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A quest to learn more about our dolphins

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Best buddies: Dolphin Quest trainer Krysta Walker with Cavello, aged 5

A team of researchers has visited Bermuda to study the local dolphin population.

Dolphin Quest spokesman Jason Price said the research team included Andreas Fahalman of Texas A & M University and representatives from both the Chicago Zoological Society and the Woods Hole Oceanographic Institution. “The team of wildlife biologists, cetologists and veterinarians are interested in learning more about the diving physiology of Bermuda’s deep diving dolphins, how far they travel, how deep they dive, the metabolic costs of these deep dives and what unique factors allow them to dive to such great depths,” Mr Price said.

“Past project results recorded for the first time a dive of over 900m.

“They are interested in looking at genetics, monitoring reproduction, tracking animals over time with animal IDs and monitoring contaminant loads to compare to dolphins that have been studied for decades on the East Coast of the US and the Gulf of Mexico.

“Although the team was unable to place satellite tags and gather additional data this time due to poor weather conditions, the research team did spot several pods of dolphins, two mother calf pairs, and the team was able to gather important photo IDs of the animals. Seeing very young and active dolphins in a small group is a good sign, however we cannot say if they were healthy.”

Mr Price said the pods were seen around eight to ten miles off the coast of the Island in around 1,000m of water.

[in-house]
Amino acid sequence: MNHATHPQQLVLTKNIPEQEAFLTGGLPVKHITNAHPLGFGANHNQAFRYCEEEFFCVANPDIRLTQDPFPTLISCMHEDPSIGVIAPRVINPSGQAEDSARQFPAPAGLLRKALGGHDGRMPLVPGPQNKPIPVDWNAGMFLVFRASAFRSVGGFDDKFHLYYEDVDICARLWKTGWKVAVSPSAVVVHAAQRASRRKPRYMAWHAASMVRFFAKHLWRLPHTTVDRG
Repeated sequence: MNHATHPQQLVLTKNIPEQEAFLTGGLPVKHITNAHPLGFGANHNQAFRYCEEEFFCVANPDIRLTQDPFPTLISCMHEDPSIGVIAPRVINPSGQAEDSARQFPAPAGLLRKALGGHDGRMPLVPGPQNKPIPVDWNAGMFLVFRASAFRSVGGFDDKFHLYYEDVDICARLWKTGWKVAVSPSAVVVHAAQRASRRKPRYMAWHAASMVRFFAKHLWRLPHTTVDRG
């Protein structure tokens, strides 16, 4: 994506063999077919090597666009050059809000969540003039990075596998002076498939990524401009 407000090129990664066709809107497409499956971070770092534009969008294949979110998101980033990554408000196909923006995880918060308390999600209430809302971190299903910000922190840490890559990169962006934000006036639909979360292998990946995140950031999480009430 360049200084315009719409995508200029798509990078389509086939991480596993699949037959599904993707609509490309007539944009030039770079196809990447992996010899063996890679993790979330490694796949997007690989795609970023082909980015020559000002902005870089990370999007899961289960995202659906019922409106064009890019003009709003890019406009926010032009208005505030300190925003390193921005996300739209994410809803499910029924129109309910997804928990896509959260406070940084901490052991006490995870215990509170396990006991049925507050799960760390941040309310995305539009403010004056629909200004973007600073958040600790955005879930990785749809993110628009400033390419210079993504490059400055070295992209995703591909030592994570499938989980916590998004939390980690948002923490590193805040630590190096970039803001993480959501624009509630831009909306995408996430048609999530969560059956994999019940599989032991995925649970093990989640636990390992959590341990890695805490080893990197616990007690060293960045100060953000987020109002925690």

He explained that not much is known about the deep water dolphins that live in Bermuda’s waters, and the research project was hoped to identify any environmental elements affecting them. “The Bermuda dolphins are also believed to be an isolated population from most other dolphins, so gathering information from these animals and comparing it to healthy dolphins in human care at Dolphin Quest as well as dolphins in US waters will give scientists valuable information about the health of these populations and their environments,” he said. “The ‘canaries in the coal mine’ analogy is a good fit with dolphins.

“As a predator at the top of the food chain, they can be a great indicator of the health of their ocean environment, and can help us understand and detect contaminants as well as the amount of food resources in certain areas.”

Dolphin Quest Trainer Krysta Walker with Bailey age 26. (Photograph by Akil Simmons)
Dolphin Quest Trainer Krysta Walker with Bailey age 26. (Photograph by Akil Simmons)
Dolphin Quest Trainer Krysta Walker with Bailey age 26. (Photograph by Akil Simmons)